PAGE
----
Breads also expand as it absorbs moisture.

This takes up even more stomach space, making a bird feel full (or squirrel), feel even more full.

Popcorn is a great filler for us, but where is the protein needed?

Birds still need fats and proteins to survive, not flour, sugar, yeast, salt and whatever is in the baked good.

Sure starches are converted to quick energy, but birds need more than a quick burst of energy to survive.

Especially in the cold winters.

Fill a bird on bread and there is no room for sunflowers, peanuts, suet or what insects they may find.

Treat the birds in the morning or in warmer weather, but not in the evening when they need every bit of protein and energy they can muster.

Baked goods may also contain too much salt for many species of birds.

Baked goods may have mold or spoil in other ways.

If you wont eat it, don't feed it to your wildlife.

  We enjoy watching the birds and you may think you are lending a helping hand, but are you really?

Sometimes a tasty doughnut or butter and jelly on the bread will attract rats and mice.

I don't like rats.

You may instead want to save stale (not moldy) bread and bread crumbs for you meat loaf, or make croutons, and other needs.

There has even been research on House sparrows that hang out at McDonald's and live on handouts.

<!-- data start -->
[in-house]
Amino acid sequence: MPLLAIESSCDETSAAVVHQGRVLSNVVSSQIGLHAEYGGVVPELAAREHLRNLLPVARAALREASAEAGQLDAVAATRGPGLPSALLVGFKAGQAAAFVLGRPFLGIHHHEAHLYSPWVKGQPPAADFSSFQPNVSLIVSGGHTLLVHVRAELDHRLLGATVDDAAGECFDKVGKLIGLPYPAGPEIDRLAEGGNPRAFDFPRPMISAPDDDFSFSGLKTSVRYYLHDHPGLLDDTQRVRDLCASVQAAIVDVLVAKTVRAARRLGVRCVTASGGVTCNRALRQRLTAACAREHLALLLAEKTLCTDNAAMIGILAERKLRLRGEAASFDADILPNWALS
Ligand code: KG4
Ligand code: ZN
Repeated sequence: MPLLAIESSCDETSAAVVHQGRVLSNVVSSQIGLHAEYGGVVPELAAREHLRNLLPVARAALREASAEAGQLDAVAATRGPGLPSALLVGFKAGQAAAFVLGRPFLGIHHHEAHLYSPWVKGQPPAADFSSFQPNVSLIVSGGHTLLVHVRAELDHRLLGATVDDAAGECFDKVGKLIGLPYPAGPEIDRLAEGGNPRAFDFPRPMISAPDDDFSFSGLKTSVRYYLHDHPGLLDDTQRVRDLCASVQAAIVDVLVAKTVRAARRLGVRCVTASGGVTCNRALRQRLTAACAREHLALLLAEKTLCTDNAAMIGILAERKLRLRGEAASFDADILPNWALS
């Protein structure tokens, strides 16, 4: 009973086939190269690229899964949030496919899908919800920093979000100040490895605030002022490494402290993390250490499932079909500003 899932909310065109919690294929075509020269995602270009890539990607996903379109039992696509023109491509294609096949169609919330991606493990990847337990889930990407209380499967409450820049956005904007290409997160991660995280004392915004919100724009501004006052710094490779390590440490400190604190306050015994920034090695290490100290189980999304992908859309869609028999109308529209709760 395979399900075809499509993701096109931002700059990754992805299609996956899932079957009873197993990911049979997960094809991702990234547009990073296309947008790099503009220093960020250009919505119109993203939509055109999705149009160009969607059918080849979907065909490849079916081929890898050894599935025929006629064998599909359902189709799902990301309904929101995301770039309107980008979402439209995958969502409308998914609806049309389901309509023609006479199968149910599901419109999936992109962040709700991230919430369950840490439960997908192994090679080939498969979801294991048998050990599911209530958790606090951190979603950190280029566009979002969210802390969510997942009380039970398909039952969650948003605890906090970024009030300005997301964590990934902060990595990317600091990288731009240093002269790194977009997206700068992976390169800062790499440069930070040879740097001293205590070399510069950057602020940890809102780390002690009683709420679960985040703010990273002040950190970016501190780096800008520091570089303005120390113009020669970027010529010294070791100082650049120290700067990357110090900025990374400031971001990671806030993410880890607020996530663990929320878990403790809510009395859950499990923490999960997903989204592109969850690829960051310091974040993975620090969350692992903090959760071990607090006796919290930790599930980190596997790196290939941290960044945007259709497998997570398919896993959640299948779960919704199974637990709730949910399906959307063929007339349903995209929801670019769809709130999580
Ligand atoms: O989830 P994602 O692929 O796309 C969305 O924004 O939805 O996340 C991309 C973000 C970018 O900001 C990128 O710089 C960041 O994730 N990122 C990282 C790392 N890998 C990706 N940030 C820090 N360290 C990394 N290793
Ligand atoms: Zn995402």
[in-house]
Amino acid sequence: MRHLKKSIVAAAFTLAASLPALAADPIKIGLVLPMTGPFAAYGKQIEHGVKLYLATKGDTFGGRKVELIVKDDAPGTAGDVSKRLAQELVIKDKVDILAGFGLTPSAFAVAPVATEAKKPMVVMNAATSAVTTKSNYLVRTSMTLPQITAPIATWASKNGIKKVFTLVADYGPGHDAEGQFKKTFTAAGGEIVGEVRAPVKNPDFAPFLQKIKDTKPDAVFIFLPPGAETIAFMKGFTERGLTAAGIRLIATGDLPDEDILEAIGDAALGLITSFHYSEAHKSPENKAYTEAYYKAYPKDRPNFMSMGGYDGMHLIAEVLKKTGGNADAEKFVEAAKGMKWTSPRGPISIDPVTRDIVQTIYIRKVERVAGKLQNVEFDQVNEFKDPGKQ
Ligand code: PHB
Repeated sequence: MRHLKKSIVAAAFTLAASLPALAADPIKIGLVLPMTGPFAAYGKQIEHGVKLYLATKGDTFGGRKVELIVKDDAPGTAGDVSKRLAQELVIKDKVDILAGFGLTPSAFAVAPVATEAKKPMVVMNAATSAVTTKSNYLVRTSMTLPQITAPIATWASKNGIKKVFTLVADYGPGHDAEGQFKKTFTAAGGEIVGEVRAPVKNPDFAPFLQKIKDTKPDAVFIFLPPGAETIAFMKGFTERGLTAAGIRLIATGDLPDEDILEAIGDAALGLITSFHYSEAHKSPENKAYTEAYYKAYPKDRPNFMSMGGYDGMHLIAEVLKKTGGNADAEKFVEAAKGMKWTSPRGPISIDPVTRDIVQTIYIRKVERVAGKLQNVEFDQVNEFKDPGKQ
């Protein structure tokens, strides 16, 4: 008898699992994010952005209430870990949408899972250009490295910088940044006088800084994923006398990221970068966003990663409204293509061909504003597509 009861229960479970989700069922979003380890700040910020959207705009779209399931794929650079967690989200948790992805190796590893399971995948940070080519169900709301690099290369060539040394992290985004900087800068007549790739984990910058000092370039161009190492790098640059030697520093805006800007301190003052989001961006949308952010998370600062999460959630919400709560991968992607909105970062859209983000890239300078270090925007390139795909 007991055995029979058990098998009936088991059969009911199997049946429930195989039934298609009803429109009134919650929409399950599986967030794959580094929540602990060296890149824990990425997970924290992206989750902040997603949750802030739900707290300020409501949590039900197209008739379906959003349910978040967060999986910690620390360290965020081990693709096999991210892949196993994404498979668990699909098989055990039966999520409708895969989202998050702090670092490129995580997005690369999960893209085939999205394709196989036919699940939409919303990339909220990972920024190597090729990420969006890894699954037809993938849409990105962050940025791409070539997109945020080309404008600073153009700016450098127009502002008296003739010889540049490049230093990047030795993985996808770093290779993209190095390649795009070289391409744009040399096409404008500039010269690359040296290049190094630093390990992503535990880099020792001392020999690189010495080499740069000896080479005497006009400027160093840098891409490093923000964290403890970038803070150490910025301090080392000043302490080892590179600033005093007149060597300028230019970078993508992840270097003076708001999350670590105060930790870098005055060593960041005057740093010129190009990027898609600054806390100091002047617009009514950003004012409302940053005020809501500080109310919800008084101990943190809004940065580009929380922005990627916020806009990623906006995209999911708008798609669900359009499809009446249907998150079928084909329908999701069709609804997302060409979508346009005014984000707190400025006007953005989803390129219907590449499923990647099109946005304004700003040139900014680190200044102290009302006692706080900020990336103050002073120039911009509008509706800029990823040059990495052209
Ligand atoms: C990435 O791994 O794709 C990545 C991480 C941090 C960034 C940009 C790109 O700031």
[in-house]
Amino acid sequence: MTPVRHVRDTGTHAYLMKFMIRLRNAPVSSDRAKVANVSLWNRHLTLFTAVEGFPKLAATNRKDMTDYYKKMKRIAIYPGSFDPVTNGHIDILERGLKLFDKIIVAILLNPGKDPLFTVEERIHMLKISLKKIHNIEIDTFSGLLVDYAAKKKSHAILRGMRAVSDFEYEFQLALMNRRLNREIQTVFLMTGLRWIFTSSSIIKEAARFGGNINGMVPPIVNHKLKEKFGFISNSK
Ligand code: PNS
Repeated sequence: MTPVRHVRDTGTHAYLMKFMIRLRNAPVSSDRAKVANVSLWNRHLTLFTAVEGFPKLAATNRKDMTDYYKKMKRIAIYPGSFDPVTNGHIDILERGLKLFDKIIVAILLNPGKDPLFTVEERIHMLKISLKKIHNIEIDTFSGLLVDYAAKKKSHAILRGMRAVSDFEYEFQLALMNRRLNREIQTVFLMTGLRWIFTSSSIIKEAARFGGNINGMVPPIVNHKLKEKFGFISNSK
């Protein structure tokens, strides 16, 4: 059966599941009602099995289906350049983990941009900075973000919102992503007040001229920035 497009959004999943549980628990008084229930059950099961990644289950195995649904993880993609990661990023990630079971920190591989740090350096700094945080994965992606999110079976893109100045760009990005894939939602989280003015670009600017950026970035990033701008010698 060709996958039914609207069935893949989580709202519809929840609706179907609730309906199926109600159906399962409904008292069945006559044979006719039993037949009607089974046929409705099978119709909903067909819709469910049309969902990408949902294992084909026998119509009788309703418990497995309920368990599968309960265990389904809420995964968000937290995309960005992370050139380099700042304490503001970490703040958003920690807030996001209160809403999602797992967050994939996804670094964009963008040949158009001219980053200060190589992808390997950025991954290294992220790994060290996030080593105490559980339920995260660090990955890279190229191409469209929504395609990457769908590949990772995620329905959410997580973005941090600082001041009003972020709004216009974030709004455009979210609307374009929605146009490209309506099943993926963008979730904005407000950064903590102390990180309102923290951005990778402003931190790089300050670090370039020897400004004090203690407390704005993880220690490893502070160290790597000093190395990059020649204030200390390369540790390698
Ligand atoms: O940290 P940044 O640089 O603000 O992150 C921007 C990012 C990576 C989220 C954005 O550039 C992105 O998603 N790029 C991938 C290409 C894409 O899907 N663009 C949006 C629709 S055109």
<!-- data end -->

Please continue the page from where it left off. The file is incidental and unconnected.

Though these birds seem well fed and plump on buns and fries, they become lethargic as they become malnourished. Leading to a shortened life span.

Feeding bread to the birds..................................

My opinion and the thoughts of other experts say it is not a good practice to start and one you should stop if you are feeding it on a regular basis.

If you have wondered why I never write about treats or typed out recipes for bird muffins, cookies or other goodies, now you know why.

Don't forget the Great Backyard Bird Count This coming Fri through Monday.February 14th-17th.

Time to be an amateur scientist (help the ones that get paid to do this stuff.)

Whether you watch and count from the comforts of home, or get outside, walk a park or woodland.

Count for 15 minutes a few times or a day, or an afternoon outing.

Go To Cornell Great Backyard Bird Count. and sign up.

It's Free.

Well, it is time to fly for now.

Before I go, here is your positive thought for the week.

God Bless.

By setting your own standards you develop these expectations of yourself, and you start to say, "I do things because that's me." They can be as basic as "I don't lie, cheat, or steal", but it can also be "How good is the work that I do?"

General Stanley McChrystal

  Now the Word of God.

“Humble yourselves before the Lord, and he will exalt you.”

James 4:10

"Treat the earth well:

It was not given to you by your parents,

It was loaned to you by your children.

We do not inherit the Earth from our

Ancestors, we borrow it from our Children."

Ancient Indian Proverb.

A Blessed week to you .

Your friend indeed,

Ron Patterson

PS. If you enjoy these letters, please forward them to friends, family and co-workers.

Better yet, have them sign up so they can receive their own letters.

Gardening For Wildlife.